Sexual violence is a public health problem that can have harmful and lasting consequences. Victims, perpetrators, families, and communities all feel the effects of this devastating issue. Repeated or a single incident of sexual violence can negatively impact health in many ways and can cause life-long problems.
Some effects of sexual violence for the victims can be immediate and long-term physical injuries, such as bruises, cuts, chronic pain, gynecological and pregnancy problems, back and stomach pain, headaches, and sexually transmitted diseases. Sexual violence can also have emotional impacts, with many victims experiencing depression, anger, anxiety, and even thoughts of suicide. Victims may try to cope with their trauma in unhealthy ways by smoking, drinking, or taking drugs.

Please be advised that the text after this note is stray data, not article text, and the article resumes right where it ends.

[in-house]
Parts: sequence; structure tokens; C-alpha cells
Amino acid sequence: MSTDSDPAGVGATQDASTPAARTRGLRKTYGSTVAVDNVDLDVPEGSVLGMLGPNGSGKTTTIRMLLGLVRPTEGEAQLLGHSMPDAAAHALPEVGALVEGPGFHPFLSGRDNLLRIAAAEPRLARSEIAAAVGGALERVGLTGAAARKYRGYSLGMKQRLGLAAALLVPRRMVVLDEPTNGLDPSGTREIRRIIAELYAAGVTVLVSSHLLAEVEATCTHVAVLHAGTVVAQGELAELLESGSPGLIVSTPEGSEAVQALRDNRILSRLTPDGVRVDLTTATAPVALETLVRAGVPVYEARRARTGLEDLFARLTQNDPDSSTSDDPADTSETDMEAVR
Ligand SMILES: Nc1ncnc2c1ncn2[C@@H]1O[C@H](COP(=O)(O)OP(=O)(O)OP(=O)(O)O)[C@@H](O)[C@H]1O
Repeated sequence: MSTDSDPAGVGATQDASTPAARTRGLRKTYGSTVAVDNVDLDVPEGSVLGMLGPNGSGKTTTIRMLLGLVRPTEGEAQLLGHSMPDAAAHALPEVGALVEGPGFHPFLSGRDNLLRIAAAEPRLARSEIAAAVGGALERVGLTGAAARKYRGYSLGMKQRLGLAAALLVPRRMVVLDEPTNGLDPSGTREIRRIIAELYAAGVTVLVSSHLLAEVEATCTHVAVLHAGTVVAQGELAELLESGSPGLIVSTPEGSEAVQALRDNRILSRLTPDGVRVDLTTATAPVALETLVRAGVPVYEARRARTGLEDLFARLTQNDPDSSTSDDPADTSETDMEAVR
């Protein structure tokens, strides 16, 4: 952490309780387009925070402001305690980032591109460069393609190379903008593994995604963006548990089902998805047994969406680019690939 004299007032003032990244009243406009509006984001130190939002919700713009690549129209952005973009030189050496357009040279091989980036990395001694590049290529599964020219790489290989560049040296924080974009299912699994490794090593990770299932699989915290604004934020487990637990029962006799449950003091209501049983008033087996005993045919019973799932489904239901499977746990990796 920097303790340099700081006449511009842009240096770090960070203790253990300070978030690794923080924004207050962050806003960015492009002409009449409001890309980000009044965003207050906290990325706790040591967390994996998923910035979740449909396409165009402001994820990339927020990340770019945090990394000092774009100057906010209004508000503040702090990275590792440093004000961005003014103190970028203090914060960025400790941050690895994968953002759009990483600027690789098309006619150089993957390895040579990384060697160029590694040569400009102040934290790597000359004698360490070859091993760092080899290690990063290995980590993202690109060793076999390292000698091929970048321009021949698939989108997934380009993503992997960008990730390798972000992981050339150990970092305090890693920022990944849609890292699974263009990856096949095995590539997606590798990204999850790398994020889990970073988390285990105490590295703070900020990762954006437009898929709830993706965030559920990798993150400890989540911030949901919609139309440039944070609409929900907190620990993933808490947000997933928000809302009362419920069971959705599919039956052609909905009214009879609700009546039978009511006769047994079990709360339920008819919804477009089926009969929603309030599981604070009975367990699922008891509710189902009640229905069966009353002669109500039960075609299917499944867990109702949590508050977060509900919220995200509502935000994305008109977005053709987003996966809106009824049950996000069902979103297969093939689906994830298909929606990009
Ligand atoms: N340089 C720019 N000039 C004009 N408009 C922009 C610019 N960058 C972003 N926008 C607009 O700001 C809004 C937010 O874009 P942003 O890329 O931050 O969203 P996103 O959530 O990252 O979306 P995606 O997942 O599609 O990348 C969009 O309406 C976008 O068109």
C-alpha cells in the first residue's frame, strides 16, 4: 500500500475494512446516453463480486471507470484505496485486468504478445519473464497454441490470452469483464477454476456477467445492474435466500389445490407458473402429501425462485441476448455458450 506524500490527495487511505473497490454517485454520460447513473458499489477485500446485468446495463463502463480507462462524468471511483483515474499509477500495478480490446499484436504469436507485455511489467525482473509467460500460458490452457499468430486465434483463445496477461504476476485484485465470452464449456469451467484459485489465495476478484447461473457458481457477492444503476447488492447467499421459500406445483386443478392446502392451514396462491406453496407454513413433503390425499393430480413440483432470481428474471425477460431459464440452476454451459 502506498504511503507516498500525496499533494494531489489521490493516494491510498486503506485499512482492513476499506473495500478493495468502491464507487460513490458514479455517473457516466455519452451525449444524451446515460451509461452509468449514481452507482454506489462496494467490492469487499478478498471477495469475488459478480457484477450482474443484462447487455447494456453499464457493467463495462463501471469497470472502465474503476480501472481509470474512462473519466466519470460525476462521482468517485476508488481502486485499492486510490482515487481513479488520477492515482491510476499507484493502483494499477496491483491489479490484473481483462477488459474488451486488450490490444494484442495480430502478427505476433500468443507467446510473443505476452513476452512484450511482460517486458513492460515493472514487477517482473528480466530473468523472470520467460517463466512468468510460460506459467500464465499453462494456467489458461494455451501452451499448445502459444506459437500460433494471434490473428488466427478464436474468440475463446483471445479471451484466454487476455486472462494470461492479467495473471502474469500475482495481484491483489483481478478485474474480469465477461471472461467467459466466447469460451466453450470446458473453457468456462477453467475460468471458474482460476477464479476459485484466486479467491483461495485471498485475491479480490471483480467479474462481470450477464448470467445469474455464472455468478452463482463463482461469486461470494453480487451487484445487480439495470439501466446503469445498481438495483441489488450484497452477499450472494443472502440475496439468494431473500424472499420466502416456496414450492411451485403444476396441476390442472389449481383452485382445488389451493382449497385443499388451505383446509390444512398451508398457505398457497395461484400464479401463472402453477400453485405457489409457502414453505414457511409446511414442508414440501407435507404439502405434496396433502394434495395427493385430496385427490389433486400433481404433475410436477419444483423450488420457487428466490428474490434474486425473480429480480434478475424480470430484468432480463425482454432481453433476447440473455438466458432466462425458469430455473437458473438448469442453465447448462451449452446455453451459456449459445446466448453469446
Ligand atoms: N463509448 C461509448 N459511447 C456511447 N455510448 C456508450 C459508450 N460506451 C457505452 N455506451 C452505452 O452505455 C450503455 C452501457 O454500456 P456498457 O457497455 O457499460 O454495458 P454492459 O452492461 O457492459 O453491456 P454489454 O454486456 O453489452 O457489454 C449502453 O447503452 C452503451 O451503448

Sexual violence also strains family relationships and can contribute to friends and families feeling guilt, sadness, and worry. The costs associated with responding to victims and perpetrators can create a heavy financial burden on community resources.
Knowledge about what works to prevent sexual violence is beginning to emerge. By continuing to study sexual violence, we can design and test strategies that stop sexual violence, before it happens.
For more information about sexual violence and its consequences, please visit CDC’s Division of Violence Prevention website.